The robber of your free will does not exist. (Epictetus)
Eylan Ezekiel shared a Twitter thread (single page) with me recently from former monk Cory Muscara. In the thread, Muscara explains that he meditated for 15 hours per day for six months with one of the toughest Buddhist monks on the planet.
To me, one of the overarching themes of the 36 things he shares in the thread is that you can’t outsource self-management. I’m a world away from the level of meditation and discipline that Muscara details, but my background in philosophy, a lifetime of self-reflection, and some therapy have enabled me to get to a stage when I mentally flinch (and almost physically recoil) when some refers to another human being as their “boss”.
Despite the existence of HR departments in larger organisations, humans are not ‘resources’ to be ‘managed’. We live in a world with many problems, but also one of abundance. The biggest problem that seems to plague people and organisations across the world is one that is often referred to as ‘time’ but which, upon further investigation, often turns out to be ‘prioritisation’. We all, after all, have the same number of hours in a day.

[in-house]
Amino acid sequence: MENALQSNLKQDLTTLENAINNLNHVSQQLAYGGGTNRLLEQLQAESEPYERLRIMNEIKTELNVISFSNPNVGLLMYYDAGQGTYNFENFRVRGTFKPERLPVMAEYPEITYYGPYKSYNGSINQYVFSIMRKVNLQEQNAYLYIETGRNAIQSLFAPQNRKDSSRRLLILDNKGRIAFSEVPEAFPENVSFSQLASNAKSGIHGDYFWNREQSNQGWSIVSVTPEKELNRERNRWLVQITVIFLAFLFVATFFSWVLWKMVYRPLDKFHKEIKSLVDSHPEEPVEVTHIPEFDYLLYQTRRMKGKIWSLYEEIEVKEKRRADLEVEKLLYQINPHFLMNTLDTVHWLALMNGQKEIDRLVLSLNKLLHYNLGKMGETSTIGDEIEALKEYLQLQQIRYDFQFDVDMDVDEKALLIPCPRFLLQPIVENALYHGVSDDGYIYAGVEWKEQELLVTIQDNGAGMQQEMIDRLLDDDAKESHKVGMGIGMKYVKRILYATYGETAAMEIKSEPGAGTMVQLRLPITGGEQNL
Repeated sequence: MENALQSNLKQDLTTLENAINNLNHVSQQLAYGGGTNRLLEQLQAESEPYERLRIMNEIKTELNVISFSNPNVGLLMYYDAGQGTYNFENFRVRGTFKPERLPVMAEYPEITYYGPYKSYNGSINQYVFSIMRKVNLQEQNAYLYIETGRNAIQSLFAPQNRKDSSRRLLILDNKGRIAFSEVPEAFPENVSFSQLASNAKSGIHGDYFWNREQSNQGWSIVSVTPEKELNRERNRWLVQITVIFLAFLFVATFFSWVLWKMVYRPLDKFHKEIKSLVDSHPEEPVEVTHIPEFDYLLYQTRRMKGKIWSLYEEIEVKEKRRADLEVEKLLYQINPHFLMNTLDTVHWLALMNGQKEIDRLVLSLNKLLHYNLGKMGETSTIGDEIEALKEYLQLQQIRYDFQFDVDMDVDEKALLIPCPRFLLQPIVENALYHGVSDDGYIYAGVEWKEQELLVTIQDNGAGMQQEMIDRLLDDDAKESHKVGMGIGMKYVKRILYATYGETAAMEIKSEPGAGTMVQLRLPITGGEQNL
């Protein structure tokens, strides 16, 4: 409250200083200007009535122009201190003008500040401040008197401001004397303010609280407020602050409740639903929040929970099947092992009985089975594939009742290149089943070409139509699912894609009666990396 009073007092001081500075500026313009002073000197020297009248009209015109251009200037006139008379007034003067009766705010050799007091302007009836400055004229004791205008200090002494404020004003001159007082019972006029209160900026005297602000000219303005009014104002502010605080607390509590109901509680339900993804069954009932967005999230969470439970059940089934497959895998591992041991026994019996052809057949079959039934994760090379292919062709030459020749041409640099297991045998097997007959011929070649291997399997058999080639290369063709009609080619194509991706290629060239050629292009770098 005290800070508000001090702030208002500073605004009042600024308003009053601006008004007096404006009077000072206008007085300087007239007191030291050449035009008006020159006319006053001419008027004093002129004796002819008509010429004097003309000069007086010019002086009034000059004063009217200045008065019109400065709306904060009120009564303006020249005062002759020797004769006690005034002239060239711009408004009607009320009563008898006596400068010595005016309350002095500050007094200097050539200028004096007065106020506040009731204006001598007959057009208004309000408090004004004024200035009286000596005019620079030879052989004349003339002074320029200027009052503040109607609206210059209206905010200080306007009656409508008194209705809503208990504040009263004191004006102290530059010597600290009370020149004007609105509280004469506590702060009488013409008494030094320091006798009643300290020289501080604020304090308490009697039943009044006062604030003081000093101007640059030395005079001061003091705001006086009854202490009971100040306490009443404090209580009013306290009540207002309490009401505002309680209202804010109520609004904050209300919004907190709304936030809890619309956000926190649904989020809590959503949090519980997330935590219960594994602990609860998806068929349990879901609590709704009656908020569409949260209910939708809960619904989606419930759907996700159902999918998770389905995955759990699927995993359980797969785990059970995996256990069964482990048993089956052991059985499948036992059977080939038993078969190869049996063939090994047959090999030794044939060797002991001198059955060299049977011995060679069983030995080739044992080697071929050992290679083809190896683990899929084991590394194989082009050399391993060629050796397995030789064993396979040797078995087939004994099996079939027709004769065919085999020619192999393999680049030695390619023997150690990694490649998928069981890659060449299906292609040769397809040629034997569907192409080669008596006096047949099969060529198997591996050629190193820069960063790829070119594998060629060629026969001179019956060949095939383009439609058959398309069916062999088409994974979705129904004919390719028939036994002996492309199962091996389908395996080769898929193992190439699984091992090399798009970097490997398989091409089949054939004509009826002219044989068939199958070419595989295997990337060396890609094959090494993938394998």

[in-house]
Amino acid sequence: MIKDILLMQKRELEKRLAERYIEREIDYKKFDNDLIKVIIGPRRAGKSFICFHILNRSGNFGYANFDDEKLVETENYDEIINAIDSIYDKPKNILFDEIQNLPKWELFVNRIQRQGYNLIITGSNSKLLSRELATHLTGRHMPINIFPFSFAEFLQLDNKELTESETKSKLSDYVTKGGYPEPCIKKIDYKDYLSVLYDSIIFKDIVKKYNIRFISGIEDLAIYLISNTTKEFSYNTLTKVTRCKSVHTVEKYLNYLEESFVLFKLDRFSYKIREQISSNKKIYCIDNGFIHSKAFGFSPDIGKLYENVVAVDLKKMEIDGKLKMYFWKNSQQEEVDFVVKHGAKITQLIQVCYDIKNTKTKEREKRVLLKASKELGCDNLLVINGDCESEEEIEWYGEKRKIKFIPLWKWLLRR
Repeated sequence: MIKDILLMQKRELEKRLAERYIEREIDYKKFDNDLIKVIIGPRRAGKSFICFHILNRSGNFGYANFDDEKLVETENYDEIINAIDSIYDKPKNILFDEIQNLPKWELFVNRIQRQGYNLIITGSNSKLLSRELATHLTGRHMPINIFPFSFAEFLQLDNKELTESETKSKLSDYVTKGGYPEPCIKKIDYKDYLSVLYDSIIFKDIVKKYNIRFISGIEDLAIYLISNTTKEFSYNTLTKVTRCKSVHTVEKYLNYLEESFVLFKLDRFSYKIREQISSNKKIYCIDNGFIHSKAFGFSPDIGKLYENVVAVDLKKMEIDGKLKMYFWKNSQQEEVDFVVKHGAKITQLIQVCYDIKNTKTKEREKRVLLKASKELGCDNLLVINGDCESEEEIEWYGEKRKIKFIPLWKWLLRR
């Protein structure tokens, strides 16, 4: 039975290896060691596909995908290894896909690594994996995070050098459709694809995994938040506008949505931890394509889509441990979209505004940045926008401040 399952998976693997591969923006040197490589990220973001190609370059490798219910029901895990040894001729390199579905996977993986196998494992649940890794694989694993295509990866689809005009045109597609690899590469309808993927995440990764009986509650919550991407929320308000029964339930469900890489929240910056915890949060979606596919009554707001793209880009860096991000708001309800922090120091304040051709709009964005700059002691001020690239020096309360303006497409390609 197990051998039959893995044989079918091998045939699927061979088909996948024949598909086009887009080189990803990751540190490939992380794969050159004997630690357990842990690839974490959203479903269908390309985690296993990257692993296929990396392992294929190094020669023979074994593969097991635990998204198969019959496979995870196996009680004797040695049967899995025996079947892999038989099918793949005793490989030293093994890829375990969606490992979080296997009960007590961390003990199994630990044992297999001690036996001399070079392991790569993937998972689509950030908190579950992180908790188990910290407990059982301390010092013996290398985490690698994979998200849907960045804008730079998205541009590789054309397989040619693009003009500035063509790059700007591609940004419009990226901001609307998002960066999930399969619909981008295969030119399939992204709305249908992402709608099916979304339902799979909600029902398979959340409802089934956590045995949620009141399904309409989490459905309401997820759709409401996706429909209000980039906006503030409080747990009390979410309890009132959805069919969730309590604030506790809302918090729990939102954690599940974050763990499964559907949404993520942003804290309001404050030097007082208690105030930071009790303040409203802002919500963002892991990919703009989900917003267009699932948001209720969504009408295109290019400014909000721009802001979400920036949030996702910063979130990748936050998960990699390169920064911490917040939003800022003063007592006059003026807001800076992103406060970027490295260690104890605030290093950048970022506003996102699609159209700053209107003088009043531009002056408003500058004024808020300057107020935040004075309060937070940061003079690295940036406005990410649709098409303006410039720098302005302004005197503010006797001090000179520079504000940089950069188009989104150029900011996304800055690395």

The ability to make decisions is almost like a muscle; it withers without practice. When we employ individuals to make choices that affect others (instead of collaborating on a process), we create systemic bottlenecks. I’ve always felt constrained when working as an employee, finding that people making decisions that affect my practice are often one or more steps removed from the thing under consideration.
This is not an argument against expertise or experience. In fact, it’s the opposite, as often the people with the most relevant understanding of the situation are those closest to the problem. Finding ways for them ask for relevant input and come to alignment isn’t a problem that requires hierarchy as a solution, but rather one that requires collaborative processes.
Last week, I helped facilitate as a group of people without a clear hierarchy came to a decision to form a new organisation. The process we used was one that I’ve discussed here before and which we use at WAO: consent-based decision making, or Sociocracy. I understand that hierarchy is the ‘default operating system’ of how groups of people organise themselves, but it doesn’t make it the best.
We now live in a time where people, across arbitrary borders can collaborate with one another using technology tools that are increasingly prosaic. They can make decisions without hierarchy using consent-based decision making processes. And they can raise and disburse money through platforms such as Open Collective.
The idea of a ‘boss’ is a collective fiction. We can and should do better. Of course, we need leaders but that’s an entire other post…